“… why not do it with some style?”
The technic frame is exactly what you expect; complex but really effective. Getting it right will make sure you get those sweet folding wheels for flight mode! The red bar underneath the chassis snaps to one side to rotate the wheels down. This is achieved with tried-and-true rubber bands and technic axles. Because of this, there is no steering function so you can ‘drive’ the car. But who needs to drive when you can fly right?
The details in the rear/trunk area are amazing. I really love the silver lacquered elements overtop trans blue pieces to show the added ‘piping’ that Doc Brown put on. The changeable license plates are a nice touch (again, with stickers) but I do find it hard to chance them out. A window frame is used to hold a clear pane, and while it’s a genius bit of parts use, it’s really in there. So be ready with an xacto knife to get it out. A brand new windscreen element has been created for this set as well. This will no doubt be of great use for car MOC makers, it’s a great size. So very 80’s.
“What The Hell Is A Gigawatt?”
The changes made for each version aren’t dramatic, but definitely screen accurate. I am keeping mine in the OG configuration as it is the sleekest and most nostalgic. Mr. Fusion is so funny as a prop and it’s recreated really well here complete with banana and pop can. Marty’s hoverboard is a sticker element, but honestly, who cares – it looks so good. And I never thought i would write: “That box of plutonium is really well done”. Fun times. Both accessories are stored under the hood. The light brick is a nice addition and lights up the very crucial flux capacitor. Push down a small axle piece in the rear of the car and let there be light. A transparent sticker labels the window element, and a hook piece inside represents the rotor. Superb stuff all around.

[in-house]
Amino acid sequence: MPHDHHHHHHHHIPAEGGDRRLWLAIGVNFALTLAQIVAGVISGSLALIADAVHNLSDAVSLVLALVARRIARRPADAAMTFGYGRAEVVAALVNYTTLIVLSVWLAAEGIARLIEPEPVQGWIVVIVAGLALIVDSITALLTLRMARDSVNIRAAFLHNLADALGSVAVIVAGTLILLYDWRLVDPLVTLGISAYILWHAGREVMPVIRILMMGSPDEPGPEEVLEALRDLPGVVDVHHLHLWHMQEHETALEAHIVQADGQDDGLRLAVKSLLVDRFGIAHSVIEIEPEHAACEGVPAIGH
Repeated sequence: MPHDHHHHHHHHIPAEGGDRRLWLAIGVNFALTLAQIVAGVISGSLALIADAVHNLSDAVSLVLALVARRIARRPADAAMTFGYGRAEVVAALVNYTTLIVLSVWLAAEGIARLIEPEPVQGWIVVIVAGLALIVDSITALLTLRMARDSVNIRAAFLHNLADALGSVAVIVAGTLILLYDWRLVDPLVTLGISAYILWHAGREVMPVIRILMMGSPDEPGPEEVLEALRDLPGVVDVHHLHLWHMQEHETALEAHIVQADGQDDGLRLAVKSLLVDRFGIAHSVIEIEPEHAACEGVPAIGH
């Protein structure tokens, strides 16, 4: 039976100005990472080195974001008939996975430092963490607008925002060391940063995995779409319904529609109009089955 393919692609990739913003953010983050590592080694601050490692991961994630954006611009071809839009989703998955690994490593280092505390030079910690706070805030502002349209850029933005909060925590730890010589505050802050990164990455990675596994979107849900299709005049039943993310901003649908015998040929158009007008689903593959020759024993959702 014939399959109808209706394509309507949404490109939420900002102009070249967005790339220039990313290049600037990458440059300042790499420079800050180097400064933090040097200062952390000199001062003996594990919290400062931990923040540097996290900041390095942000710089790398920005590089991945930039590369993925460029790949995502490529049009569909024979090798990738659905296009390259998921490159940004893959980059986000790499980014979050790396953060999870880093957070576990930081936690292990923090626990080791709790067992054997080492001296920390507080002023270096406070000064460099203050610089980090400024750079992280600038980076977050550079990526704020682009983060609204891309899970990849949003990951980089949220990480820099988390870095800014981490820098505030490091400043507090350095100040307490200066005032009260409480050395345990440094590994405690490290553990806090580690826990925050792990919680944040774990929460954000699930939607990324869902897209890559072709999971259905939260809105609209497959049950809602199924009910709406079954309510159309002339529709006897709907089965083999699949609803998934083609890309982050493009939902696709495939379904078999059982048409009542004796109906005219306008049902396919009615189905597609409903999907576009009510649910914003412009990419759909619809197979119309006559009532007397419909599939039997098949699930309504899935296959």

Back to the . . . drawing board?
Ok. Time to express a bit of disappointment in a couple of areas. The gull wing doors are awesome and accurate and look pretty dope when open. The issue is….they don’t stay open. They are so heavy that they will immediately begin to close again. I double-checked my steps and I’m 99% certain I didn’t miss anything. But I am going to assume this will be a problem for a few people. The doors attach with simple technic pins, not ratchets or clips. So while this doesn’t ruin the experience, it does stand out because it’s the doors! It would be cool to have them stay open for display. In the end I am not mad at it. But I am mad(ish) at …..
….The display stand. It’s disappointing. I get that most of the energy did (and should) be in the vehicle build. But making something “UCS Style” comes with certain expectations. Namely, a bit more effort in displaying the info plaque and totally amazing minifigures. Here we get a much smaller sticker (which is fine) on a sloped brick on a 2×16 plate. Marty and Doc only have a stud’s width separation and you can’t stand them side-by-side. It’s not ideal. I’m surprised it’s this basic given all the attention to detail elsewhere. A few jumper plates and a longer base would make all the difference. Which I will do myself so ultimately I can’t be tooooo upset. I will take off some points. But this is an otherwise near perfect build and gets a super score of 94%.
With only two minifigures and over 1800 pieces, the BTTF Time Machine (10300) has a brick-to-minifig ratio of 936. Using our traditional rating system, this translates to a score of, well, zero. But since many an 18+ set of this type doesn’t come with minifigs, I’ll ignore this portion and just focus on scoring the figs overall. They’re a fun and smart inclusion here and are darn-near perfect. Great minifigs get a great score of 92%